had to stare out the window on a long car trip instead of watching a video? Or
sit at a restaurant and just patiently wait instead of playing a game on a phone?
I long for this technology-free time. I hope that someday my children will get
to experience it: a moment to live in the now and disconnect, a moment to
breathe in the air and detach from the technology that surrounds us.
Upon reflection, I realize
that I cannot expect my kiddos to learn this on their own. Just like I teach
them to say “please” and “thank you,” to show respect to their grandparents,
and to tie their shoes, I must model this behavior for them. I am definitely
aware that they are watching everything I do and say. If I am constantly
attached to my phone, then someday they will be as well. If I want them to turn
off devices and breathe every once in awhile, then I need to show them this
behavior. I realize that I have to think of the advice I’m going to give them
as they get older, and then I need to model that behavior for them now. Easier
said than done, I’m sure.
Here are some goals for myself
so that hopefully as my children get older they can emulate some positive
1. Set limits on screen time
If you want to make sure your kiddos aren’t
on a screen 99% of their day, then you have to make sure you aren’t as well.
Turn off your phone (or at least put it on “Do Not Disturb”) for certain times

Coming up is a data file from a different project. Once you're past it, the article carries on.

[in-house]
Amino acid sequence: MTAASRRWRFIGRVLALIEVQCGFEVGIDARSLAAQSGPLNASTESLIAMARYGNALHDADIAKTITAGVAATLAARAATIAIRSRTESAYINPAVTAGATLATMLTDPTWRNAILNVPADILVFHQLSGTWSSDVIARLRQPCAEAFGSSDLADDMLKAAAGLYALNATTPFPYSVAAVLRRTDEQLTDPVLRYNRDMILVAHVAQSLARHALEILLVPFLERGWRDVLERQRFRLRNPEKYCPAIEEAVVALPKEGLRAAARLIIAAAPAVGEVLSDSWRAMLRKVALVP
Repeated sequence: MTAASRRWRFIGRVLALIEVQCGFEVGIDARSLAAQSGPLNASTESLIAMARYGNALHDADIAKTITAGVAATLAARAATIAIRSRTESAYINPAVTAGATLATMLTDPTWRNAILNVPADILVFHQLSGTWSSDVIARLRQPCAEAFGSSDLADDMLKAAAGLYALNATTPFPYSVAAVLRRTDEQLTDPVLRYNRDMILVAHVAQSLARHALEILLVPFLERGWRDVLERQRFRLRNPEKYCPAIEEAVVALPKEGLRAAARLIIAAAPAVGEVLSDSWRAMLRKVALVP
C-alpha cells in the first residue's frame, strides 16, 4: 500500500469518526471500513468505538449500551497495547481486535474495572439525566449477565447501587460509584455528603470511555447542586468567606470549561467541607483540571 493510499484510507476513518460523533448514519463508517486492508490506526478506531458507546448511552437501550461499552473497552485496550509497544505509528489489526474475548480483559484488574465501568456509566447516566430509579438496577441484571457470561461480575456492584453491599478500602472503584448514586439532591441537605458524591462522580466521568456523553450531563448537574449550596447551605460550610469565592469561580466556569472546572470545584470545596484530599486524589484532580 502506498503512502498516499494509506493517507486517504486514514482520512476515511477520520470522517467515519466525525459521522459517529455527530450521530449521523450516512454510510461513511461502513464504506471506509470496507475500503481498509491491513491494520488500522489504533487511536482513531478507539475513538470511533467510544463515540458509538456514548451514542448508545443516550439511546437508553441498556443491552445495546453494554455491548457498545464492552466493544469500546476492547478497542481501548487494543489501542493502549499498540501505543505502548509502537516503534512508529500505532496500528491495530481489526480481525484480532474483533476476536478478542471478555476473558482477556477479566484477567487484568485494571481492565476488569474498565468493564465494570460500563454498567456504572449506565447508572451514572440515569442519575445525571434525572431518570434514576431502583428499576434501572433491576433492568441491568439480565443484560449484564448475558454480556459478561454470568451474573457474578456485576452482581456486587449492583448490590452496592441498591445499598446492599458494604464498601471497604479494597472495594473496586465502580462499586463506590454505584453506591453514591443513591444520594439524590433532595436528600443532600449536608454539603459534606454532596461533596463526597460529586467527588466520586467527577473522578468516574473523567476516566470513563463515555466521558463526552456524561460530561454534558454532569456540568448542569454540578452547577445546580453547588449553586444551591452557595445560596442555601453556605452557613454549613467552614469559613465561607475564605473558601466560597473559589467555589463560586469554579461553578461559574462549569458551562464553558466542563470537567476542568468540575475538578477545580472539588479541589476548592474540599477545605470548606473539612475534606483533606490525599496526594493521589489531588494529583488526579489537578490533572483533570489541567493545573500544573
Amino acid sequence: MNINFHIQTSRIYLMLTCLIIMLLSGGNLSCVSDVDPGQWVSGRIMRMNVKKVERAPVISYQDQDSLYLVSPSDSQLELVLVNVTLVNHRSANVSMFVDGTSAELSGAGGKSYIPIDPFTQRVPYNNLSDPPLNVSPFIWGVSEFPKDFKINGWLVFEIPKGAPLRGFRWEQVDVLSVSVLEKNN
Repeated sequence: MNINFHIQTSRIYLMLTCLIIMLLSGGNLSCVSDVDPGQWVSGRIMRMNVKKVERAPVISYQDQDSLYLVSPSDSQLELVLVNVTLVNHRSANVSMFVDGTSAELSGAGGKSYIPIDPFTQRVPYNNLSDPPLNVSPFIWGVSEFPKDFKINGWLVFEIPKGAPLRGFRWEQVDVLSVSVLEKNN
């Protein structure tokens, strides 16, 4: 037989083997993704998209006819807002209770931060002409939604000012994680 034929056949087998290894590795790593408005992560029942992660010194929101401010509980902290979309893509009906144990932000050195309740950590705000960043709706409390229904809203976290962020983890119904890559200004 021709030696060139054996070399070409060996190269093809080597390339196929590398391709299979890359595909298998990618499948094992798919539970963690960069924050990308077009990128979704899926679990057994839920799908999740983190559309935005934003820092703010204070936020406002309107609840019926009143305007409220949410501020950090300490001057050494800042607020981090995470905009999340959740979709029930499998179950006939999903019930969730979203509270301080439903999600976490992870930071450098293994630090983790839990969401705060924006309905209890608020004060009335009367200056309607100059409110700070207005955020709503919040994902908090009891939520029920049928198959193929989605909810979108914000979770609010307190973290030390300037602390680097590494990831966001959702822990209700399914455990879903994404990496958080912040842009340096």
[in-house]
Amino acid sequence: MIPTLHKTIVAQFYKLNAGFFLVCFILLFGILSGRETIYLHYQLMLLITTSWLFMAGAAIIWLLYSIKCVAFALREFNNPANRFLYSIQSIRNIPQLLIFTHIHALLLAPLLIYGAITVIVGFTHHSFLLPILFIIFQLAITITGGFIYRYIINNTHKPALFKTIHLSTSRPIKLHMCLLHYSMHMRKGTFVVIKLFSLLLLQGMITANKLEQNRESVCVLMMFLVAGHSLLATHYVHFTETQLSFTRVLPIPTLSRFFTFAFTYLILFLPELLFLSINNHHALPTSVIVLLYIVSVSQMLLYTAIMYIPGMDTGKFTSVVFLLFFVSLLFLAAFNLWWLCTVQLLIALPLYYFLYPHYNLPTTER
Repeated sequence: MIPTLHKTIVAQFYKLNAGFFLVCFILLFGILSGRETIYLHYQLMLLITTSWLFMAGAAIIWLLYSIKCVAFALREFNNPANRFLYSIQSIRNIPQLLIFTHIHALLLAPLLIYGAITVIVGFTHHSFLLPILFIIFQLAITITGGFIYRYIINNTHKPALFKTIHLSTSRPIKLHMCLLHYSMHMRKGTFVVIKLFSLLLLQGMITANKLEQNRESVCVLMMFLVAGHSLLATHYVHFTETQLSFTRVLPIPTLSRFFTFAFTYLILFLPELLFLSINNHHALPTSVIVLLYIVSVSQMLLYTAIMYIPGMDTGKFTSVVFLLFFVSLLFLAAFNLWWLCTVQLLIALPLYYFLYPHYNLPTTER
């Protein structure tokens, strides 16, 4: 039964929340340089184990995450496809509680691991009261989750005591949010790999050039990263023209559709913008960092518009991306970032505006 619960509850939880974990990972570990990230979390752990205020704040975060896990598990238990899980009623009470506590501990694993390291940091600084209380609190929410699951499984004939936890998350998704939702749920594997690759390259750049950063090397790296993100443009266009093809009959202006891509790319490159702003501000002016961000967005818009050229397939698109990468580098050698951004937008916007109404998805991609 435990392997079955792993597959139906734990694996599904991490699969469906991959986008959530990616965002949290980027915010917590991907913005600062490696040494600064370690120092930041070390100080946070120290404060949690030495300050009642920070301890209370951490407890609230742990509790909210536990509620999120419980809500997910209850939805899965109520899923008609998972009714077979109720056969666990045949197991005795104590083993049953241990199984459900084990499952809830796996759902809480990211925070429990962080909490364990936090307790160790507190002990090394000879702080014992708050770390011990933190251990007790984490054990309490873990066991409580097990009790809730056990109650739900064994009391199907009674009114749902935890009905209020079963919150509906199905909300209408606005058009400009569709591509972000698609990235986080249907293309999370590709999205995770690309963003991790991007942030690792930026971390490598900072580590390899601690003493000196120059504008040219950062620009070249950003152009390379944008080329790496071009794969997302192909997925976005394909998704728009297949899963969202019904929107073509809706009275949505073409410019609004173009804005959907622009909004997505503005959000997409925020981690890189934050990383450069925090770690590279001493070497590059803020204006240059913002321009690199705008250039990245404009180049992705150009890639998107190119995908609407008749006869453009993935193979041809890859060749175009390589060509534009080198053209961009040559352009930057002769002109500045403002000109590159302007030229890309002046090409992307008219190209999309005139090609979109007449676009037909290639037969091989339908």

during the day. Close your laptop. Let your children see you without a screen
in your face. Set a timer and be tech-free for an hour or two each evening.
2. No technology during meals
You want your kids to focus on eating when
you are eating? Then you have to make the same commitment as well. No checking
emails or scrolling the news while you eat your breakfast. Concentrate on some
mindful eating practices. Make the rule that there are never devices at the
table when eating. This applies to restaurants as well.
3. Keep screens out of the bedrooms
Your kids would be too tempted if there
were a tablet right next to their beds, and you would be tempted as well. How
many of us sleep with our phone next to the bed? How many of us hope our
teenagers do not sleep next to their phones someday? I definitely want my child
sleeping and not texting or watching videos as he gets older. Plan to gather
all devices at night and keep them in a common area to charge (like a kitchen.)